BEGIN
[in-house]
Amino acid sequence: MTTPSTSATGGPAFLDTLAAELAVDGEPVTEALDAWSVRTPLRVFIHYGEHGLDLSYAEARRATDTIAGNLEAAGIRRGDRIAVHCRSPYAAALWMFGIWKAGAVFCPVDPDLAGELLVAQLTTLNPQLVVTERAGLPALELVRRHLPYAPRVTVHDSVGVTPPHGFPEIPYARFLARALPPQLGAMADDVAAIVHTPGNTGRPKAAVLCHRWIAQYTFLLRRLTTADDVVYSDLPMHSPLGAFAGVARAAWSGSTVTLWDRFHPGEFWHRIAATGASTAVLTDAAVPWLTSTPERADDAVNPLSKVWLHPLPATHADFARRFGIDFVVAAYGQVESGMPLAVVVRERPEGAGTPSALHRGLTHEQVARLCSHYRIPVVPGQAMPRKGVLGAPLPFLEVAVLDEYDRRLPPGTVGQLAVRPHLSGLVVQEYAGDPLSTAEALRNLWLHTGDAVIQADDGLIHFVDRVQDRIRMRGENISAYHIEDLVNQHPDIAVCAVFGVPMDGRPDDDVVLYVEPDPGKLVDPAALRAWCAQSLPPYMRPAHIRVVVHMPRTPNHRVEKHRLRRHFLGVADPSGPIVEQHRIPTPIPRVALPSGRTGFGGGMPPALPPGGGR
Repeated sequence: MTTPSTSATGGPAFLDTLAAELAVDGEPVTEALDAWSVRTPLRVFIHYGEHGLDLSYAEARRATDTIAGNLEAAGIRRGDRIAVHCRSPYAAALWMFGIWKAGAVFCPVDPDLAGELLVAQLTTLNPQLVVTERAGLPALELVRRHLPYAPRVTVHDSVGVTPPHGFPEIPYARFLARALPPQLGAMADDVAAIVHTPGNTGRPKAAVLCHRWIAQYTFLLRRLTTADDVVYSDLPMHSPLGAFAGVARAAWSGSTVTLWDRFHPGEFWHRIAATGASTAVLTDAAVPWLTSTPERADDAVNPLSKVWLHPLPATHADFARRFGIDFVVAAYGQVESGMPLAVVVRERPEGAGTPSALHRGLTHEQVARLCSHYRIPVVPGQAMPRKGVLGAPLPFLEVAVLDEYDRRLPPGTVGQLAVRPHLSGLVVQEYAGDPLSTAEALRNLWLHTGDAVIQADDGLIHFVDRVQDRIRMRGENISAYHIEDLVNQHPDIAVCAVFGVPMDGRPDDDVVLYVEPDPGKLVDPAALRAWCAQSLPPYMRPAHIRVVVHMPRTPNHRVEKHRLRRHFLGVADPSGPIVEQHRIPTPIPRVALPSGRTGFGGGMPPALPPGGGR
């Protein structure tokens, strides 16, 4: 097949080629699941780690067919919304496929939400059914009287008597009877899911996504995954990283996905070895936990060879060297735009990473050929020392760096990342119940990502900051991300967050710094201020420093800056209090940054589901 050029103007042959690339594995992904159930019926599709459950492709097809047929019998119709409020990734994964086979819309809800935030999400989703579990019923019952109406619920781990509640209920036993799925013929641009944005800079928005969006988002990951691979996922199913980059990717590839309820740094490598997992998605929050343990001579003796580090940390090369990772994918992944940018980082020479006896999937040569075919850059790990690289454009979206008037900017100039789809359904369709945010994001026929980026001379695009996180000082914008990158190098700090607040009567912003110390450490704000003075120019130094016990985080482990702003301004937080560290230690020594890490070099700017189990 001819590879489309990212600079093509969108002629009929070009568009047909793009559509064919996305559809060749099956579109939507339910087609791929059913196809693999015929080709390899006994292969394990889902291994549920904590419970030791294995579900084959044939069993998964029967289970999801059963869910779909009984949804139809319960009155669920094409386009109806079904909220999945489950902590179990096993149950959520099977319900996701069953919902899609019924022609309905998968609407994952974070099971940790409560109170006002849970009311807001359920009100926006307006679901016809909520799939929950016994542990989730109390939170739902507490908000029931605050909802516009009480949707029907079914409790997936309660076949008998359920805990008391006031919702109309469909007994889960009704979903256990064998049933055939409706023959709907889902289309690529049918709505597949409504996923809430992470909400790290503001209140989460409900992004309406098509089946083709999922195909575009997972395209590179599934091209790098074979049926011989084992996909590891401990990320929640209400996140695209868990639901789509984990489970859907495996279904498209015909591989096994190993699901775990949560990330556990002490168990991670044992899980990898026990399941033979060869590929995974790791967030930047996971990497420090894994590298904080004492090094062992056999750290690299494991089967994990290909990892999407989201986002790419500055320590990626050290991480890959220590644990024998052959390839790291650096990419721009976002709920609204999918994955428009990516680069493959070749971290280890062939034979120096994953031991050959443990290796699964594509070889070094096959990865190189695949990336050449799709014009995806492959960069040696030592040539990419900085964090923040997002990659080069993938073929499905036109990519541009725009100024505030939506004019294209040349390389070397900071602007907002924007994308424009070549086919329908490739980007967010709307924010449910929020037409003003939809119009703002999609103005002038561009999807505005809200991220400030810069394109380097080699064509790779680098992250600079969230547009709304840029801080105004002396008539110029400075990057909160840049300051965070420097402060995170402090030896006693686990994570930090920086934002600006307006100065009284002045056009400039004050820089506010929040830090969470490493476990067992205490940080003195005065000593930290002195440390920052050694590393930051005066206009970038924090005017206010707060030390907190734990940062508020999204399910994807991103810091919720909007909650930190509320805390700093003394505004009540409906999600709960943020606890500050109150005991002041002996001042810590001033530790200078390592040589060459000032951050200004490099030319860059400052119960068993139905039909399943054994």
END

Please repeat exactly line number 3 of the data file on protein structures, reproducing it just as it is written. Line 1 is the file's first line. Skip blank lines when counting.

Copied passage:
Repeated sequence: MTTPSTSATGGPAFLDTLAAELAVDGEPVTEALDAWSVRTPLRVFIHYGEHGLDLSYAEARRATDTIAGNLEAAGIRRGDRIAVHCRSPYAAALWMFGIWKAGAVFCPVDPDLAGELLVAQLTTLNPQLVVTERAGLPALELVRRHLPYAPRVTVHDSVGVTPPHGFPEIPYARFLARALPPQLGAMADDVAAIVHTPGNTGRPKAAVLCHRWIAQYTFLLRRLTTADDVVYSDLPMHSPLGAFAGVARAAWSGSTVTLWDRFHPGEFWHRIAATGASTAVLTDAAVPWLTSTPERADDAVNPLSKVWLHPLPATHADFARRFGIDFVVAAYGQVESGMPLAVVVRERPEGAGTPSALHRGLTHEQVARLCSHYRIPVVPGQAMPRKGVLGAPLPFLEVAVLDEYDRRLPPGTVGQLAVRPHLSGLVVQEYAGDPLSTAEALRNLWLHTGDAVIQADDGLIHFVDRVQDRIRMRGENISAYHIEDLVNQHPDIAVCAVFGVPMDGRPDDDVVLYVEPDPGKLVDPAALRAWCAQSLPPYMRPAHIRVVVHMPRTPNHRVEKHRLRRHFLGVADPSGPIVEQHRIPTPIPRVALPSGRTGFGGGMPPALPPGGGR